What are cognitive networks?

Cognitive networks apply data intelligence to end-to-end data flows

The latest generation of cellular, 5G New Radio, has three primary characteristics: multi-gigabit per second throughput, ultra low latency and very high reliability, and support for massive numbers of internet of things devices. While consumer-facing 5G network deployments are in place globally, the combination of the above three attributes is still in early days. The vision of full 5G feature set, however, is coming, but it requires a new degree of automation and orchestration. Enter cognitive networks, not a new concept but one that’s nonetheless becoming more feasible and more important.

As defined in the IEEE publication Xplore back in 2005, cognitive networks are comprised of elements that observe “network conditions and then, using prior knowledge gained from previous interactions with the network, plans, decides and acts on this information.” The goal is for the intelligence embedded in cognitive networks to look at the “end-to-end goals of a data flow,” effectively turning “the user’s end-to-end goals into a form understandable by the cognitive process.”

In the context of an advanced 5G systems, think of an enterprise user onboarding thousands of environmental sensors. Rather than following a manual process of connecting, authenticating, etc…cognitive networks would “see” these devices, understand what the goal of deploying the connected sensor is, then provision accordingly. From there, cognitive networks would use feedback data from across the network to continuously optimize.

Ericsson and MIT are researching the future of cognitive networks

Network infrastructure vendor Ericsson is working with researchers at the Massachusetts Institute of Technology on two projects that could help make the vision of cognitive networks a reality. The first project is looking at what types of new computer chip materials can be used to “mimic the structure of the human brain in order to use exponentially less energy than today’s silicon-based chip designs.” The second focus of the collaborative research is geared toward making networks “truly autonomous” by finding new power sources, specifically capturing RF waves from the air and converting them to energy for the system.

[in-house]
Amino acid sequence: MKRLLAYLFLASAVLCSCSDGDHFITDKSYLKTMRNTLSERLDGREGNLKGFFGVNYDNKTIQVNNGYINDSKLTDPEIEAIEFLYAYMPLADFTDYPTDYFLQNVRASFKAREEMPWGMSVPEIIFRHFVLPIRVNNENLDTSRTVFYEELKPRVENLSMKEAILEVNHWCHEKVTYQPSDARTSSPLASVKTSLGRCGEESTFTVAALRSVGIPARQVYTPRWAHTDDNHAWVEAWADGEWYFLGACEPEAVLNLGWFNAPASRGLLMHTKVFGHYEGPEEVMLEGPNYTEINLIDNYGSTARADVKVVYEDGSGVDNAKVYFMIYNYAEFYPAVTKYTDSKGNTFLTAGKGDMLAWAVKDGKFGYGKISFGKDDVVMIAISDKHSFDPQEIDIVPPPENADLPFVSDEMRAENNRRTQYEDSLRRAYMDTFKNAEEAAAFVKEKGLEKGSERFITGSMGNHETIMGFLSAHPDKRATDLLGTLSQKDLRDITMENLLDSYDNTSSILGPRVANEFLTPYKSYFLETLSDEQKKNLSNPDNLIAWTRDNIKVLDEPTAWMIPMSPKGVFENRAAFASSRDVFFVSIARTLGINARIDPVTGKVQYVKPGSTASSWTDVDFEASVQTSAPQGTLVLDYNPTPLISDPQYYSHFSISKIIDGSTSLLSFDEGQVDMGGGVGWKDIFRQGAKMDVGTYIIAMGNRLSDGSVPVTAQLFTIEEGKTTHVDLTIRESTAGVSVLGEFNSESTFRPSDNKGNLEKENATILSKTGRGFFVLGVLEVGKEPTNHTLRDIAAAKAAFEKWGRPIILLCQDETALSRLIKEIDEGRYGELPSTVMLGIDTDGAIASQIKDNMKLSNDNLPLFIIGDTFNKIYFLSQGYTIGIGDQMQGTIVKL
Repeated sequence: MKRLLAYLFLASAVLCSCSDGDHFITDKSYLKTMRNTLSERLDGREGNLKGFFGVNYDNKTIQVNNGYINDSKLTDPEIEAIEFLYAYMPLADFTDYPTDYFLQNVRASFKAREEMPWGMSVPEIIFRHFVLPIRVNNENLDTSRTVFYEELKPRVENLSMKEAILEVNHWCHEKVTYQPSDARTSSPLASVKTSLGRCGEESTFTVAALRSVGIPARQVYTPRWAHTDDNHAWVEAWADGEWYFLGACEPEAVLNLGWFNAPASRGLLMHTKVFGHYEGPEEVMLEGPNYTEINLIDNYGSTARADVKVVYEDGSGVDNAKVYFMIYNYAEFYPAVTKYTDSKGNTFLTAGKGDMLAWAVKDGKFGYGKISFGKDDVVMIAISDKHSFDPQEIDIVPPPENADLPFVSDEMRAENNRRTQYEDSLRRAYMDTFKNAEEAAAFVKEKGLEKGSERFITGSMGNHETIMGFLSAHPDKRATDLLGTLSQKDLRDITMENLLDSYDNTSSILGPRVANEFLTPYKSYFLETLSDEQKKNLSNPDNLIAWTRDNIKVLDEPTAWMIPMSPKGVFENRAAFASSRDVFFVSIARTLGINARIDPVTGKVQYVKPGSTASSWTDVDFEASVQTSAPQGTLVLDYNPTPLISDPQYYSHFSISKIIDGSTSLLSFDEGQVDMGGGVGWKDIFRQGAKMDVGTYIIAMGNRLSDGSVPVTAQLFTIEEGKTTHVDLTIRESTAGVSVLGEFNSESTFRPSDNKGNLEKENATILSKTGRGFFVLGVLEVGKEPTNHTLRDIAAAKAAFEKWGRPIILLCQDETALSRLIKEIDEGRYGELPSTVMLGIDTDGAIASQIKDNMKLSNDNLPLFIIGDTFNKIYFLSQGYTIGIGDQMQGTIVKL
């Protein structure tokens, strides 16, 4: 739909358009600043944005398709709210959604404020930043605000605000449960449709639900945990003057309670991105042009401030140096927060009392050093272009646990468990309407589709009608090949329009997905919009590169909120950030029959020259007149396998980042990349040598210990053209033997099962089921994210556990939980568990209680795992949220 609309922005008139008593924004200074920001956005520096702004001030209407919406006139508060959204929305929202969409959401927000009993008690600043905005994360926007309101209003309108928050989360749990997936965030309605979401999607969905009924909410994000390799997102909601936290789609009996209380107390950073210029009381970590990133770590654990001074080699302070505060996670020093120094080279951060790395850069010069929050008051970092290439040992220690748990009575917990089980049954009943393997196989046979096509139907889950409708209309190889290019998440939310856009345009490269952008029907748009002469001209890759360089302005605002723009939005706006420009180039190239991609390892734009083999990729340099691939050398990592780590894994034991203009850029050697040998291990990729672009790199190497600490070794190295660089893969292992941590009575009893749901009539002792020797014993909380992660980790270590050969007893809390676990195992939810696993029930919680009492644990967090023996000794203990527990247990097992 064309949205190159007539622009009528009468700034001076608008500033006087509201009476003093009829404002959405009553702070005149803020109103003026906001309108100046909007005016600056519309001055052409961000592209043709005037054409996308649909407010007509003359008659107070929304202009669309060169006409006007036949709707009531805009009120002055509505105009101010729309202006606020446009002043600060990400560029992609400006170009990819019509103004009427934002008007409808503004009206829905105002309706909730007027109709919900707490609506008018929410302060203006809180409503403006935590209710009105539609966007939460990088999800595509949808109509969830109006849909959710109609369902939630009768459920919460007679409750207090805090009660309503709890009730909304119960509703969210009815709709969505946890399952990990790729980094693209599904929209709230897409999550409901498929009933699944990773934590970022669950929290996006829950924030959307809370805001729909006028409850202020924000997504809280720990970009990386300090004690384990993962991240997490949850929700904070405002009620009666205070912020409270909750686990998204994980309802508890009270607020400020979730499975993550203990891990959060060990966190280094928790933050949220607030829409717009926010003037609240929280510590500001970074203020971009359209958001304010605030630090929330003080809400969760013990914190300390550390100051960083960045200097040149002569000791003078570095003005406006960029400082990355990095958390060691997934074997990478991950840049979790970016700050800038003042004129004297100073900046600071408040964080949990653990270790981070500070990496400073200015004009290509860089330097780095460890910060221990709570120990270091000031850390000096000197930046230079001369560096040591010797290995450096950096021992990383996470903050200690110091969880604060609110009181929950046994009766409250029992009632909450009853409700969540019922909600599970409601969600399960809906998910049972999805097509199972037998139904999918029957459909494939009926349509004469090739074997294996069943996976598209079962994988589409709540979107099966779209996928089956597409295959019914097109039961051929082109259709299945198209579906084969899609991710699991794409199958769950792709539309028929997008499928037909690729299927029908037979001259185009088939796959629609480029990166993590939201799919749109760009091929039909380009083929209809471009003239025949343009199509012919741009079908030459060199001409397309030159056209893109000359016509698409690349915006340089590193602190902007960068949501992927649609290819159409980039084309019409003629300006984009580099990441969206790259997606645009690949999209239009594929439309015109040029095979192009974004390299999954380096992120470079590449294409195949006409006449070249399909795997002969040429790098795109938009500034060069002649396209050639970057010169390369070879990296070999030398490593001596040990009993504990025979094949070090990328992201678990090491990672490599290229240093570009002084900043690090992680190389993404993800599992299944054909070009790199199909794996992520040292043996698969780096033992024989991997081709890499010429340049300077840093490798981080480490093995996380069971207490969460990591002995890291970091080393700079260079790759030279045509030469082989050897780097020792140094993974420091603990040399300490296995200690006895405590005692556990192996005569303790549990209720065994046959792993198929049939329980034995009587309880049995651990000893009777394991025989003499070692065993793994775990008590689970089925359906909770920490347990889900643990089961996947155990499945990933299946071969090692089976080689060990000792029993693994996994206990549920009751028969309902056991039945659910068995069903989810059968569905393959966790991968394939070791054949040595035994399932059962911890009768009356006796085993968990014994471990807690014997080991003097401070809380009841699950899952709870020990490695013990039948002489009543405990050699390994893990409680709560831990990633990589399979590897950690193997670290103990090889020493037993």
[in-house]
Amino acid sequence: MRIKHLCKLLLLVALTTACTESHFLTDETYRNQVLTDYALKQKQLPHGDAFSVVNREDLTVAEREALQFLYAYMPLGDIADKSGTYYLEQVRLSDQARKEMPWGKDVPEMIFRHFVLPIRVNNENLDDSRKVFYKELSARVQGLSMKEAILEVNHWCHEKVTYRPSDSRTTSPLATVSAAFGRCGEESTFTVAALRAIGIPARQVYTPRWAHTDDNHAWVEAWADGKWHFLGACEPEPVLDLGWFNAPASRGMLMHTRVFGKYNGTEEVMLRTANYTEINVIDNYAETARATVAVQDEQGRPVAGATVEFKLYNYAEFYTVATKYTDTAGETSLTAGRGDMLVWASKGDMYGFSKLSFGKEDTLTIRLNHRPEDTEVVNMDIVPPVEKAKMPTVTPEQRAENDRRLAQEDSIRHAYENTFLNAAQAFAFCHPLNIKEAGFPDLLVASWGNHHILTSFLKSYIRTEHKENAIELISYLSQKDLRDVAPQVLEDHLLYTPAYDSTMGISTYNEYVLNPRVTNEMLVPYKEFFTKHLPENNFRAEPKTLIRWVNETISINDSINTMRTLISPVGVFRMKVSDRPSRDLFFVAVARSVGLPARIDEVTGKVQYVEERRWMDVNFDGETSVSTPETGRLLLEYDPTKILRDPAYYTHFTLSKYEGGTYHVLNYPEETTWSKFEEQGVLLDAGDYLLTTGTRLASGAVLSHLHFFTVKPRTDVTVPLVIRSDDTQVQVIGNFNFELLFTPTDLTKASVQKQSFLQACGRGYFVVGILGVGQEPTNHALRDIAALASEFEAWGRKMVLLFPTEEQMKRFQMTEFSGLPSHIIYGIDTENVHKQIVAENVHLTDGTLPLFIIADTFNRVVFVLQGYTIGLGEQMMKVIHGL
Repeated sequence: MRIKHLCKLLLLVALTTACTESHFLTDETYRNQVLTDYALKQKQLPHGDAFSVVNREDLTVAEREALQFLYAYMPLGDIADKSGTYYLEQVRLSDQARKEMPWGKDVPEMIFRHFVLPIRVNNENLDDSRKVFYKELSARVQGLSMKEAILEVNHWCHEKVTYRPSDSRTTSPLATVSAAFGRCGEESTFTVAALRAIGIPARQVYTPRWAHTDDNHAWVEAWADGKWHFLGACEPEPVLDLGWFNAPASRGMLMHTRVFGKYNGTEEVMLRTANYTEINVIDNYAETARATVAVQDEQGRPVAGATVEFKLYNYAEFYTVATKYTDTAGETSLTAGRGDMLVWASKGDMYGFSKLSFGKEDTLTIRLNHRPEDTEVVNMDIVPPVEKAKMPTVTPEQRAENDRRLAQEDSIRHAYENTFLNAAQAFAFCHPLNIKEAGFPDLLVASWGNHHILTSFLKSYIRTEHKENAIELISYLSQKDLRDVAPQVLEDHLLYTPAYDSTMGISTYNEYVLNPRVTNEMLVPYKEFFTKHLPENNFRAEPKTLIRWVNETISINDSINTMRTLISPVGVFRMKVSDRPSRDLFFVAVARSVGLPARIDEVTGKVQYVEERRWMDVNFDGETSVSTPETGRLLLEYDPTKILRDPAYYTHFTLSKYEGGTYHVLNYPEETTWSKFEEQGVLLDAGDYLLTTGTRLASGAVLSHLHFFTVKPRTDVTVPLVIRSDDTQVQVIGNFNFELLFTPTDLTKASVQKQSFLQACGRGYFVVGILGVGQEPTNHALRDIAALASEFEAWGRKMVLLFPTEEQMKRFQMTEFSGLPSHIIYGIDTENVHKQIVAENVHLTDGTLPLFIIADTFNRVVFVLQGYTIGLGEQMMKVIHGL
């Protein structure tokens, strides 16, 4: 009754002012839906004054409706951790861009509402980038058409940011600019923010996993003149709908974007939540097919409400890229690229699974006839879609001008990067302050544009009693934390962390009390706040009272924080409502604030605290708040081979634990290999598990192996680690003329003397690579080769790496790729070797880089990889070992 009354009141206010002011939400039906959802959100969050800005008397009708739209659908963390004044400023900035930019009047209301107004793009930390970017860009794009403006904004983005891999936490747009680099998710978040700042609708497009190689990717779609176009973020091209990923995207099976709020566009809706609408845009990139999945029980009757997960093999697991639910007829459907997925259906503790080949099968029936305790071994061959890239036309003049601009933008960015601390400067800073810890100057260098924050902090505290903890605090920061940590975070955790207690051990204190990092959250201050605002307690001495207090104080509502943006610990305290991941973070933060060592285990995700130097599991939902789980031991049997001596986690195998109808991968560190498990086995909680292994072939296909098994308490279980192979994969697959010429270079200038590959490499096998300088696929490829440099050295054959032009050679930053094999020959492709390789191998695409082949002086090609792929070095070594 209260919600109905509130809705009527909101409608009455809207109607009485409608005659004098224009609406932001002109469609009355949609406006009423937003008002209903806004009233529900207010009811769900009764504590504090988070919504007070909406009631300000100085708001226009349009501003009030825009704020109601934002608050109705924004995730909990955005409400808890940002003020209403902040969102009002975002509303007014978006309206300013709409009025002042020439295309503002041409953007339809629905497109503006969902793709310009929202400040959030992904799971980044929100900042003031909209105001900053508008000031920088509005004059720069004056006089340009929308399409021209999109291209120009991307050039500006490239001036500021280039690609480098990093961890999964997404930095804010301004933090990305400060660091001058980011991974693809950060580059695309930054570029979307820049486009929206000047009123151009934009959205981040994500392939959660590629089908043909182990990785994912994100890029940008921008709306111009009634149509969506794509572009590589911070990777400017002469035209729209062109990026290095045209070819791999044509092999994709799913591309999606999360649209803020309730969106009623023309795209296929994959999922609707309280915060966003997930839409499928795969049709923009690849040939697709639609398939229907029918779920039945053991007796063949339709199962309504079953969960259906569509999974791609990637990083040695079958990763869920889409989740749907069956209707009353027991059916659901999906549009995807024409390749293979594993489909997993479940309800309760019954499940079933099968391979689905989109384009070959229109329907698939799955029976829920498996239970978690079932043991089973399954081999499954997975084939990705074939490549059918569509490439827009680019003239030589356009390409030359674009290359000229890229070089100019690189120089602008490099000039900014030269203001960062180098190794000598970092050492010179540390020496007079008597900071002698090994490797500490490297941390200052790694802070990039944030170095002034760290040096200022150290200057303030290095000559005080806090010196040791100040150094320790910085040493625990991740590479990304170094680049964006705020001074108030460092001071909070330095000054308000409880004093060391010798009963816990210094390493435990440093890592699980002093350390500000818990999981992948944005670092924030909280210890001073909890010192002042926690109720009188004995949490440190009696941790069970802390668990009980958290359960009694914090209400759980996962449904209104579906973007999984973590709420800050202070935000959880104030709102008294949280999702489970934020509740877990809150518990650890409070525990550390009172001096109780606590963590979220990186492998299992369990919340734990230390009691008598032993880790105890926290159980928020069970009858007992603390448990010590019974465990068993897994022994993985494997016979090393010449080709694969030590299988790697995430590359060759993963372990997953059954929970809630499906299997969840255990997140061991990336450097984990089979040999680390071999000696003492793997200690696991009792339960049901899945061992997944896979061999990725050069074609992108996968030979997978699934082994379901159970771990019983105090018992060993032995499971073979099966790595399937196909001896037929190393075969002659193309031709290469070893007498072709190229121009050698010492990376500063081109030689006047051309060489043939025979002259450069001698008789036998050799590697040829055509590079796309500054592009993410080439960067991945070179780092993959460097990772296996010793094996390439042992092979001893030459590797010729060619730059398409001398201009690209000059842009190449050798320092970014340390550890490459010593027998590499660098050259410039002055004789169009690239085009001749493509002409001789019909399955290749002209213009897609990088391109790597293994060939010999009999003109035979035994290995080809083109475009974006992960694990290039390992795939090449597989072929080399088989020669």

Ericsson’s Magnus Frodigh, commenting on the joint cognitive networks research, said, “5G is leading to a fully-realized IoT and bringing us closer to a truly connected world. Massive amounts of tiny IoT devices and AI-driven, cognitive networks are two drivers of the next leap forward.”

On the materials front, the researchers are looking at lithium as a possible replacement for today’s silicon-based chipsets. Based on work done by two MIT professors, lithium oxide could be used to build memristors–a portmanteau of transistors and memory, today discrete units. Combining compute and memory into one unit would significantly reduce power consumption.

The other research thrust is referred to by the stakeholders as investigating “zero-power devices,” particularly important if you subscribe to the IoT vision of billions, potentially trillions, of wirelessly-connected IoT devices. This work is subdivided into three study areas: converting RF signals into power; building compatible electronic circuits; and then putting those devices into a network.

What’s the outlook for intent-based cognitive networks?

So when could cognitive networks drive change and create value in the world? According to a blog from Ericsson Group CTO and Head of Technology and Strategy Erik Ekudden, 2030 is the goal. By then, he wrote, the company hopes to have developed cognitive networks technology that “will learn, reason and act on business intent almost autonomously and serve as the platform of choice for future digital enterprise.”

A big step in the development of cognitive networks, according to Ekudden, will be fostering human trust in AI systems. Getting to a “zero-touch operation paradigm” requires AI “that is on par with human capability to reason and decide within complex dependencies and broad domains.”

Ericsson research into AI for industry suggests sectors that stand to derive significant value from AI–manufacturing, healthcare, transportation and logistics, for instance–“are still at a very early stage in their AI maturity journey. And adoption isn’t necessarily being hindered by technology, Ekudden wrote. “The deployment of AI presents a cultural challenge more than it does an organizational or technological challenge…Capturing digitalization opportunities within these sectors will require digital infrastructure that is not only intelligent, robust and resilient; but also secure, safe and trustworthy.”

Comments are closed.